:: Article

Shirin (and Farhad (and, yes, also Khosrow))

By Agri Ismaïl.

Khosrow discovers Shirin bathing in a pool, Safavid Dynasty, 16th Century

Khosrow discovers Shirin bathing in a pool, Safavid Dynasty, 16th Century

 

Khosrow discovers Shirin bathing in a pool, Safavid Dynasty, 16th Century

Well look, he didn’t say “Suppose she’s kiddin’”

And he didn’t say, “Suppose it rains”

And he didn’t say, “A tunnel, you can’t do that”

He just started shovelin’ and callin’ her name

Oh yeah, ’cause Shirin, oh Shirin

Had a real Mccoy lover in her young Fahrad

Oh yeah, yeah, in her Fahrad.

Jonathan Richman – Shirin And Fahrad

0. The Crawl

When the front crawl was reintroduced in the West (after the swimming stroke was largely forgotten during the middle ages), many swimmers only had textual descriptions in various newspapers at their disposal, often resulting in deformed variations of the actual stroke.1 Meanwhile, the stroke referred to as the Indian stroke in a multitude of texts until the late 1800s is now forgotten to us, most historians agreeing that it was a form of trudgen, but unable to derive its exact characteristics from textual references to the stroke.

We forget, we twist, we misremember.

1. Historical Accuracy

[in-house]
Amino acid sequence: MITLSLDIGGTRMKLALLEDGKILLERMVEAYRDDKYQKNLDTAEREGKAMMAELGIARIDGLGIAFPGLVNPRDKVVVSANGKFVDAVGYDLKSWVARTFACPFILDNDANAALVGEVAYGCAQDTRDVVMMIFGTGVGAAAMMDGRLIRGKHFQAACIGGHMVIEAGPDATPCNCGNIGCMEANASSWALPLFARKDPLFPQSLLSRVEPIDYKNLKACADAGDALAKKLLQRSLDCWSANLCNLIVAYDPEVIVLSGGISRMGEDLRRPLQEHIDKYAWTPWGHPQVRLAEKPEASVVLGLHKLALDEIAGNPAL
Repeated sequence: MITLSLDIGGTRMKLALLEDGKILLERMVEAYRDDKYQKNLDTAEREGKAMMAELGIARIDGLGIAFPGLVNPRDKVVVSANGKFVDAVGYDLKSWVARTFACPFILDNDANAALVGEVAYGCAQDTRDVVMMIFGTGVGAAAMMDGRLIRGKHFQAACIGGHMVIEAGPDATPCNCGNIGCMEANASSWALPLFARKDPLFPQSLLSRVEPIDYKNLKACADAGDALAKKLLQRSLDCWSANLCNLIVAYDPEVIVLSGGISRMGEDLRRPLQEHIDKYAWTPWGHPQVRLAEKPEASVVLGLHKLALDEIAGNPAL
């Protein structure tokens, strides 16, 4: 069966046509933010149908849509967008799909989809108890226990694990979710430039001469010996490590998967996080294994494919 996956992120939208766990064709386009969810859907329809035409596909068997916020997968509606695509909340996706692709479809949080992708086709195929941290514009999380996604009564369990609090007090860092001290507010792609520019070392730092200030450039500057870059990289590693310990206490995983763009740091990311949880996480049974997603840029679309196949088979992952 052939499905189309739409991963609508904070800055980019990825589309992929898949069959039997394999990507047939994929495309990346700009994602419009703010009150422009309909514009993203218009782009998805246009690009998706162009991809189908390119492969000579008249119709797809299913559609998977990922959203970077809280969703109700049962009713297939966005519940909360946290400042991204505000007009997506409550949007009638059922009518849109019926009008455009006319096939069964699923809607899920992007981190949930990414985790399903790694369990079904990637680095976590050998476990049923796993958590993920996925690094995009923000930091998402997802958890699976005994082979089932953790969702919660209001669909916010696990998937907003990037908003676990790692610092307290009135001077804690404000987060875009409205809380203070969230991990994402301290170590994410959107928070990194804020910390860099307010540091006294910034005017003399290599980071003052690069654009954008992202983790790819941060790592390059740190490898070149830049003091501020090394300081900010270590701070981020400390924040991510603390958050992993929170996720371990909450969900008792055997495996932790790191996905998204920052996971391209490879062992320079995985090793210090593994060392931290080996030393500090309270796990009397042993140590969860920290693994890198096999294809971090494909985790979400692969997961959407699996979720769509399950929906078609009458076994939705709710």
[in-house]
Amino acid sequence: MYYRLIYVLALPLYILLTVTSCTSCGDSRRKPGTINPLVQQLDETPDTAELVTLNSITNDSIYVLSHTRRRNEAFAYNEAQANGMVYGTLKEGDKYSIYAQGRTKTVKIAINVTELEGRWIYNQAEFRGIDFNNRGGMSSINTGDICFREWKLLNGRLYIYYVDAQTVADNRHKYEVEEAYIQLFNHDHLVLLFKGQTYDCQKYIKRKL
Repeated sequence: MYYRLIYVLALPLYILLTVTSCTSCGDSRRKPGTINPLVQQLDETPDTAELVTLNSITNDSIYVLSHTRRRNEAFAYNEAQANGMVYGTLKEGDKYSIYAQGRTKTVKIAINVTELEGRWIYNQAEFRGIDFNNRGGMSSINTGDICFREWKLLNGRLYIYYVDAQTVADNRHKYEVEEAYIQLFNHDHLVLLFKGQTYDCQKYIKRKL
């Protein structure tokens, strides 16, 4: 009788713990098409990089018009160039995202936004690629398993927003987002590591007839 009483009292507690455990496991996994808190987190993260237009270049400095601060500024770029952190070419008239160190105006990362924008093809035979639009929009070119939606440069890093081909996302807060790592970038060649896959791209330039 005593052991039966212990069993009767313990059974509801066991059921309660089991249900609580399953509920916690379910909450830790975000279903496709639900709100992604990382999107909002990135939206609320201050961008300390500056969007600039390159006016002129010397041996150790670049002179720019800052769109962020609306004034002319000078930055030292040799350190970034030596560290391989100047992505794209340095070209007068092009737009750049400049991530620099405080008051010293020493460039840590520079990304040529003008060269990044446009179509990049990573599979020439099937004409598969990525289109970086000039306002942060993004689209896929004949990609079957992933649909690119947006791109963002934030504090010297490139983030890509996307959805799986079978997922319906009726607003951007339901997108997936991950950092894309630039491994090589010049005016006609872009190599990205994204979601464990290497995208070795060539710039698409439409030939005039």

The story at hand is a love story, its protagonists Khosrow II (aka “the Victorious”, king of the Sasanian Empire from 590 to 628 AD), Shirin (his Aramean, and thus, Christian wife who ruled as queen) and Farhad (the often Kurdish, sometimes Chinese architect/sculptor). Though the historical detritus of the first two are scattered across the Kurdish region of Iran in the form of castles, cities and caves, it is unclear whether Farhad was also a historical figure. (The unroyal amongst us are more likely to slip into anonymity or fiction, after all.) Khosrow first appears in Ferdowsi’s Shahnameh, the Book of Kings that to this day remains the national epic of Iran, but his love story is only alluded to, Ferdowsi preferring to focus on Khosrow’s heroic acts as king. It was Nizami Ganjavi who expanded on Khosrow’s story with the 12th century epic poem Khosrow & Shirin, an overplotted mess of staggering lyrical beauty and dubious character motivation that is now widely considered one of the most important texts in all of the Middle East.